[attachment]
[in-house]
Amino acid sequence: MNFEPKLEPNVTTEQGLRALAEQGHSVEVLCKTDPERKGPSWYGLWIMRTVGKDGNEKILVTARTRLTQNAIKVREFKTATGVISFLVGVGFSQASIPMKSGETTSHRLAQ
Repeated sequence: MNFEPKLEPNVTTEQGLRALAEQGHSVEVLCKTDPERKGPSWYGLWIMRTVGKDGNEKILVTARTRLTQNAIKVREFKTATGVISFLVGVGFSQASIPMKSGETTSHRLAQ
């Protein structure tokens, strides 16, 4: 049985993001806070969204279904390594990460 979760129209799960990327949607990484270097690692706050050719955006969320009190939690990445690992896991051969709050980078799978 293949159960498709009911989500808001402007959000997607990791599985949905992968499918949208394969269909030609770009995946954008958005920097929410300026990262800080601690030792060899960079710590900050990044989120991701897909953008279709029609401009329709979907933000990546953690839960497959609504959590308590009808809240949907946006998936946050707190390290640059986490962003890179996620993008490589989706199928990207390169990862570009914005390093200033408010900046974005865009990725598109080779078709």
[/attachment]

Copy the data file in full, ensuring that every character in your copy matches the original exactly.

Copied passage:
[in-house]
Amino acid sequence: MNFEPKLEPNVTTEQGLRALAEQGHSVEVLCKTDPERKGPSWYGLWIMRTVGKDGNEKILVTARTRLTQNAIKVREFKTATGVISFLVGVGFSQASIPMKSGETTSHRLAQ
Repeated sequence: MNFEPKLEPNVTTEQGLRALAEQGHSVEVLCKTDPERKGPSWYGLWIMRTVGKDGNEKILVTARTRLTQNAIKVREFKTATGVISFLVGVGFSQASIPMKSGETTSHRLAQ
């Protein structure tokens, strides 16, 4: 049985993001806070969204279904390594990460 979760129209799960990327949607990484270097690692706050050719955006969320009190939690990445690992896991051969709050980078799978 293949159960498709009911989500808001402007959000997607990791599985949905992968499918949208394969269909030609770009995946954008958005920097929410300026990262800080601690030792060899960079710590900050990044989120991701897909953008279709029609401009329709979907933000990546953690839960497959609504959590308590009808809240949907946006998936946050707190390290640059986490962003890179996620993008490589989706199928990207390169990862570009914005390093200033408010900046974005865009990725598109080779078709």